I've replaced many heater cores in early GTO's due to lack of restriction in the heater coolant feed line (the small hose). I don't want to take off the RF fender on this Firebird to replace a heater core any time soon. If needed, I'll use the same idea we use on early GTO's--a 5/8" diameter cylindrical piece inserted in the hose with a 3/16" hole in the center to limit flow. Meanwhile, I'm going to call Butler to see what they've done with the E-heads.
Also need to figure out where to attach the negative battery terminal to the engine. I hate to remove one of the head bolts to replace with one with a stud to accept the cable, but there may be a better way?
That's what we will do---3/8" tapped hole on the front of the passenger side head. How do you come up with those pictures and info?
I'd like to use a spring-ring cable for the ground like the positive one we already have. I believe the positive cable is an NOS one--I bought five spring-ring cables from a dealer years ago who was purging his old Pontiac parts. One of them looks to be the right length with the protective braided sheath near the starter and has the extra feed wire for accessories.
Can you give me an idea of the length of the ground cable? Can't measure until we get the engine in and measure from where the battery will set.
I've noticed that the motor mounts have an opening big enough for the positive starter cable to fit through them. The routing of the cable along the front of the crossmember puts the cable adjacent to the motor mount. And, if routed this way, the cable is not close to the exhaust components. There appears to be no need for a tube to protect that cable if done this way. Has anyone run the cable like that? Any downside?
The last time I replaced mine, I discovered a factory clip above the mount that held the cable and minimized it contacting places it could rub against. (My engine has never been off the factory mounts.) The vendors also sell a cloth wire loom for the purpose of insulating that cable.
Ours has the braided cover over the starter end--for about 15". As I said, I think it's an NOS cable. There is no clip like yours has, however. Through the motor mount looks like a safe way to go for that cable. We have the "L" shaped tube for the solenoid wires.
Has anyone figured out a way to keep water from wicking under the vinyl top in the bottom of the rear window channel? There is no way for water to get out of that area except by evaporation. With a vinyl top, wicking is sure to occur. We plan to use rustproofing in the channel now that the windows are in place, but that won't seal the edges perfectly.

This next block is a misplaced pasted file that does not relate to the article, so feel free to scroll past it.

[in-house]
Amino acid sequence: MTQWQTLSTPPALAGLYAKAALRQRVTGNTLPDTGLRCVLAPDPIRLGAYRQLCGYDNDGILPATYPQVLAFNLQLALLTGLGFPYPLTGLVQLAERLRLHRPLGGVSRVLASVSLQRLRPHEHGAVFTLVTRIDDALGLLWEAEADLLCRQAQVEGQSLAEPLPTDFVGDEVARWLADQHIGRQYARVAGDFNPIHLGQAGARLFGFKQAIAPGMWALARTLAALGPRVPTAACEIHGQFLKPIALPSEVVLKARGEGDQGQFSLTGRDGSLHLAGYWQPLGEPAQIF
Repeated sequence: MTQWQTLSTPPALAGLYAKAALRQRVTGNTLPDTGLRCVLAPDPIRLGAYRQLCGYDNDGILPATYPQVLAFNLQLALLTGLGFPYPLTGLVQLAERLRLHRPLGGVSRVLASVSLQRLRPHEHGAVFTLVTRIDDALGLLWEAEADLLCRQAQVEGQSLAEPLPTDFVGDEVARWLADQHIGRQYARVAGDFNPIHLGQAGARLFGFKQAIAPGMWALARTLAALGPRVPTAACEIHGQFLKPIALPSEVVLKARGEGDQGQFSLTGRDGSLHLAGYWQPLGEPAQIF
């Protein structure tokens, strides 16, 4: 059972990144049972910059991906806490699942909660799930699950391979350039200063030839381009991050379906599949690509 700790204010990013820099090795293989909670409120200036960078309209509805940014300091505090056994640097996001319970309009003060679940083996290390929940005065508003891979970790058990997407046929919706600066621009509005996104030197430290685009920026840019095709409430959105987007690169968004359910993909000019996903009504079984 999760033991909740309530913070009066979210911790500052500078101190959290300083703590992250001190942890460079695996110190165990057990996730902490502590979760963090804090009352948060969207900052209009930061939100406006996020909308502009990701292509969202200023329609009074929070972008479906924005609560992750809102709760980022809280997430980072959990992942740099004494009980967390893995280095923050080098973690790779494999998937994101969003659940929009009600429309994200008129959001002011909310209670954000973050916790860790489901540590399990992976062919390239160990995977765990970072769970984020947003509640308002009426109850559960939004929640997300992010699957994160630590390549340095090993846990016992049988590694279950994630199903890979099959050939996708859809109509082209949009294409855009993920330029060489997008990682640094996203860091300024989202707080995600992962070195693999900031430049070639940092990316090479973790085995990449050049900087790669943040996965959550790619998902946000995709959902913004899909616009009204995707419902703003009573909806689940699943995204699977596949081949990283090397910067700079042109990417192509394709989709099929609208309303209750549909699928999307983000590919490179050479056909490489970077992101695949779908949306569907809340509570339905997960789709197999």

I used to be indecisive. Now I'm not sure. I feel like I am diagonally parked in a parallel universe. 1968 400 convertible (Scarlet) 1968 400 coupe - R/A clone (Blue Pearl) (for sale) 1968 350 - 4 speed 'vert - 400 clone (the beast!) 1968 350 convertible - Wife's car now- 400 clone (Aleutian Blue) (Blue Angel) 1967 326 convertible - Sold 2008 Durango - winter beater 1980 T/A SE Bandit - Sold 2008 GXP - New one from NH is AWESOME! 2017 Durango Citadel - Modern is nice! HEMI is amazing! 1976 T/A - 455, 4 spd. Newest hatchling in the nest.
Problem---after hanging the engine/trans at the angle in the pictures, oil is dripping out of the crankshaft seal. I was hoping it was the oil pan leaking, but it's the rear main seal.
The seal is a BOP lip seal installed by the engine shop that did the machine work and assembled the crank/rods/pistons. We'll call him tomorrow, but I'm afraid of what comes next. We have the heads/cam/timing chain/cam degreed, rockers installed & adjusted, engine primed with oil--almost ready to run.
The only good news is this is better now than after we start it up in the chassis. I'll keep you posted.
Surprisingly, the engine shop apologized and is going to fix the leak. We took the engine there 7/15. He will check to confirm the leak is from the rear seal. If so, probably replace it with a rope seal. Too many "ifs" with the lip seal. I've spoken with many people about our problem. Everyone I spoke to who has put a lip seal in a Pontiac has had at least one failure. Some have found that the seal groove is eccentric with the main bearing centerline--up to .020", which results in a tight seal on one side and no contact on the other. Also, the serrations on the crankshaft seal journal tend to wear the lip if they're too pronounced. The only failure on rope seals was one guy who packed it too tight and burned up the seal.